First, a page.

In Gloucester County, an area of the state spared most of Sandy’s wrath, turnout was down by just 4%.  Obama’s winning margin there went from 12 points in 2008 to just under 11 points this year.  Based on this result, even if more voters could have made it out to vote, Obama’s statewide margin may have dropped by only a couple of points.  This is still better than how he was doing in Garden State polls prior to Sandy.

A note on national polling:

It appears that nearly all national polls performed well within their individual margins of error, but most – including Monmouth’s – had a slight Republican skew in the nominal horse race.  So all those folks who claimed that we needed to “unskew” the polls were partially right.  They just had it in the wrong direction – which they would never admit, of course.  As Fox News anchor Megyn Kelly asked Karl Rove, “Is this just math that you do as a Republican to make yourself feel better or is this real?”  As we now know, it’s definitely not the latter.

My first-read suggests that the pollsters who came closest to the mark – which may end up being as much as a 3 point win for Obama when all the votes are counted – employed samples with more voters who are contactable by cell phone only.  This gibes with the exit poll findings that showed an increase in the proportion of the electorate who were under the age 30 or not Caucasian (i.e. Black, Latino, and Asian).  Young voters made up 19% of the electorate – compared to 18% in 2008 – and non-white voters comprised 28% of the electorate – up from a then-record 26% in 2008.

These groups are emerging as solid Democratic voting blocs.  As recently as eight years ago, young voters and Asians, and to a lesser extent Latinos, were much more up for grabs to the GOP.  Now they are solidly Democratic – and they are reachable only by cell phone or other electronic device.

Wake-Up Call

Morning Digest: August 28th

Chris Christie's Jekyll & Hyde complex We all know the story: An amiable, even-keeled doctor, in an effort to separate the good from his darker impulses, concocts and consumes a secret potion that, momentarily, induces a metamorphosis of physical and mental being and turns him into a monstrous and...

Op-Ed

White House’s Tuition Challenge Being Met in NJ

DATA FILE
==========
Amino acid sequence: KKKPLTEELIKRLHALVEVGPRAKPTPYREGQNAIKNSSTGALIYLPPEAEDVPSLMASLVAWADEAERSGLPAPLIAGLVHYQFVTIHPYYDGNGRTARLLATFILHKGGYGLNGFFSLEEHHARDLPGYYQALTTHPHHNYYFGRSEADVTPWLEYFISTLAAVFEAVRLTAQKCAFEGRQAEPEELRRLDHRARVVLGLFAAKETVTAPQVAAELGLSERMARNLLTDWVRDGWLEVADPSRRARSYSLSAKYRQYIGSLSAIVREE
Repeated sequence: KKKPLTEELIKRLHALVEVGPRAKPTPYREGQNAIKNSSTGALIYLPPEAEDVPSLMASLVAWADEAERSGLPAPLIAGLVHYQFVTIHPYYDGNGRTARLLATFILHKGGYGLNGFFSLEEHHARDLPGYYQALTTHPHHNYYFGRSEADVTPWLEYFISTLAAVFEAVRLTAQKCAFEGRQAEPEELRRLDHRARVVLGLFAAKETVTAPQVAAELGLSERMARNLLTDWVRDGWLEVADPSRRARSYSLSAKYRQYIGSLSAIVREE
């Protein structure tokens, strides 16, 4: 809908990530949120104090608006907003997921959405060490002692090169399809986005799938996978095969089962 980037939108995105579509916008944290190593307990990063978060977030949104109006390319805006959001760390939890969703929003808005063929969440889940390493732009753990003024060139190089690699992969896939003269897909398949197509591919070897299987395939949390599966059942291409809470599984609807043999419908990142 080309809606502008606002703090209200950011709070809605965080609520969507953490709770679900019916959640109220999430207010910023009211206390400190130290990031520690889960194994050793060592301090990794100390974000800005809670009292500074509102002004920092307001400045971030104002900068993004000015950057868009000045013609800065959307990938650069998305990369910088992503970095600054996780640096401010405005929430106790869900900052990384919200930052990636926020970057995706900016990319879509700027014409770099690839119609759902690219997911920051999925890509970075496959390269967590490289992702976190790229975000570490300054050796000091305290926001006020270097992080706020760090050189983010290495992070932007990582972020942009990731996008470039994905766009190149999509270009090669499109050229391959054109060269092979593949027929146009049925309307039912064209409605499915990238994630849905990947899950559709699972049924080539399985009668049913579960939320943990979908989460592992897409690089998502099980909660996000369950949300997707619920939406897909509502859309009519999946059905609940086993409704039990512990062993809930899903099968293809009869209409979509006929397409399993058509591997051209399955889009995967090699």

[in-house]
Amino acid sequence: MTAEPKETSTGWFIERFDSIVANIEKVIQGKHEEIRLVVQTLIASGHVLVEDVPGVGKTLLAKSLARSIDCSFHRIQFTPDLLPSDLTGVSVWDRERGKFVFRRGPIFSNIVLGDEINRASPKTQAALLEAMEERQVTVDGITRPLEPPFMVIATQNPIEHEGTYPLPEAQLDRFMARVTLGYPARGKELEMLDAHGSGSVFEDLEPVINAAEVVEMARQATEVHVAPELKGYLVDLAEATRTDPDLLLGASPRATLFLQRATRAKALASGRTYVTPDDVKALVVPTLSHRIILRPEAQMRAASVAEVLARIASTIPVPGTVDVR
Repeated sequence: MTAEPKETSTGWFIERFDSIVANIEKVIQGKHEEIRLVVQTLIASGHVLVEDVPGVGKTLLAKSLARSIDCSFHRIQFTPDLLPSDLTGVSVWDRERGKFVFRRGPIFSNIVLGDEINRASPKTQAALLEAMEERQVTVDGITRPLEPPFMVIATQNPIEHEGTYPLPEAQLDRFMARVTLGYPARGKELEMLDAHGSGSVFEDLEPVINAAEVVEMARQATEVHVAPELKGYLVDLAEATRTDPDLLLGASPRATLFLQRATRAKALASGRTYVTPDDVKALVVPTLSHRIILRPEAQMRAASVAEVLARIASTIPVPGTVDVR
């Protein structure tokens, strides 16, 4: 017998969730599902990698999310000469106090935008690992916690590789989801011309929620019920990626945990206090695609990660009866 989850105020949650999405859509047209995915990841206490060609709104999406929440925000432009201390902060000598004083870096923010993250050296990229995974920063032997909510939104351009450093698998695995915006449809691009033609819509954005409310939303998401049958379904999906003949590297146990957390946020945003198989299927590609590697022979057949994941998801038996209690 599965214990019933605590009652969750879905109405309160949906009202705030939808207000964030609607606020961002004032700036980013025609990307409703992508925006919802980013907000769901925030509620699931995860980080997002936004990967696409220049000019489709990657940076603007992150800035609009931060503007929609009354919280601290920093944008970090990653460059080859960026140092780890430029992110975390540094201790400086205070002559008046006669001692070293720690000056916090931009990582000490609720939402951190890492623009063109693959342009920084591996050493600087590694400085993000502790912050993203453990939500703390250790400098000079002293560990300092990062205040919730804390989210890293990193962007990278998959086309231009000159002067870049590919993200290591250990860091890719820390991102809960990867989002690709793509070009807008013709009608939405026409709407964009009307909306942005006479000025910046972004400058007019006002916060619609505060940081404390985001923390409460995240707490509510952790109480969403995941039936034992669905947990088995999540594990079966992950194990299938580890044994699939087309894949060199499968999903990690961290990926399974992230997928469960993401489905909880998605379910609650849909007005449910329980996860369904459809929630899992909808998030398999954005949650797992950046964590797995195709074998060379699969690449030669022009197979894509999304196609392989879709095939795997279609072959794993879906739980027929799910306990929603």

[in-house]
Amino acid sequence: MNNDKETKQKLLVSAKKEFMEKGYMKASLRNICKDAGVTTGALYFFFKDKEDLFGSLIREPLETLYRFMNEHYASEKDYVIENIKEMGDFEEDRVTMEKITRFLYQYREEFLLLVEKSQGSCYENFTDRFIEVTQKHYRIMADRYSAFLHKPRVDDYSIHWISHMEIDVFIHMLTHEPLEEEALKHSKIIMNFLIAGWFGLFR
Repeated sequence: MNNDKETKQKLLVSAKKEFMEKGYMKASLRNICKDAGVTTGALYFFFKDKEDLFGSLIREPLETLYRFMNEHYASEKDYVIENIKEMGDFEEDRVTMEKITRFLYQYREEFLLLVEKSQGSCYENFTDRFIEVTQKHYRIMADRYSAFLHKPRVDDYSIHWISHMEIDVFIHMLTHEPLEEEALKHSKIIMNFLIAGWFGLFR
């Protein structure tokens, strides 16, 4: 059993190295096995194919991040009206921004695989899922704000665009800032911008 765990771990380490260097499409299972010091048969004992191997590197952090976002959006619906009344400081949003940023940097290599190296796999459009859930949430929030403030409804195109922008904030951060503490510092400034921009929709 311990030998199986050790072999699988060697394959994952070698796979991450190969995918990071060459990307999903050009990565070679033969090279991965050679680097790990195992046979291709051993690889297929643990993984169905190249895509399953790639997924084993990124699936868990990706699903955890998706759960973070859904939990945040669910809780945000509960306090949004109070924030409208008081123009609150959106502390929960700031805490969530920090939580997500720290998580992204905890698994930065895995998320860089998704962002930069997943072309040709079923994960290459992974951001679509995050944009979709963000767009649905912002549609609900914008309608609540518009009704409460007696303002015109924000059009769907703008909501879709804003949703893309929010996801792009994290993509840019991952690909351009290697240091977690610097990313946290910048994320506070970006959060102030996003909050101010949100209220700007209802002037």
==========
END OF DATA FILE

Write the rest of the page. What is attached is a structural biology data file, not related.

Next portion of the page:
By MICHAEL W. KLEIN In his weekly radio address on August 16, President Obama challenged colleges “to do their part to bring down costs” and lighten the tuition burden on students.  The state colleges and universities in New Jersey have... Read More >

Contributors

My Republican Hillary Clinton Experience    There is a veritable plethora of reportage in print, internet, television and radio media speculating as to whether Hillary Clinton will seek the Democratic... more »
(8-27-14) All Americans Should Support Gov. Perry - Political prosecutions have no place in American life. Those who use the justice system as they are using it in Texas... more »
(Asbury Park, NJ) -- There's a word for someone who says one thing and does another: hypocrite.  There's no shortage of 'em in Trenton -- from ... more »
 The following letter was sent today to Republican state legislators, county chairs, state committee members, and New Hampshire... more »

Quote of the Day

quote of the day

"He was a focal point for the disturbance." - former New Jersey Governor Brendan Byrne (the Essex County Prosecutor in July 1967), of former Newark Mayor Hugh Addonizio

- PolitickerNJ

Poll

Who is a better field general for his party as both try to win governor's races around the country?:

Blogroll

Visit the PolitickerNJ.com/resources page for links to the best collection of information on New Jersey state government.

 

  • Polls
  • The best blogs
  • Columnists
  • State election results
  • Assembly election results
  • Local party websites
  • And more.

PolitickerNJ.com/resources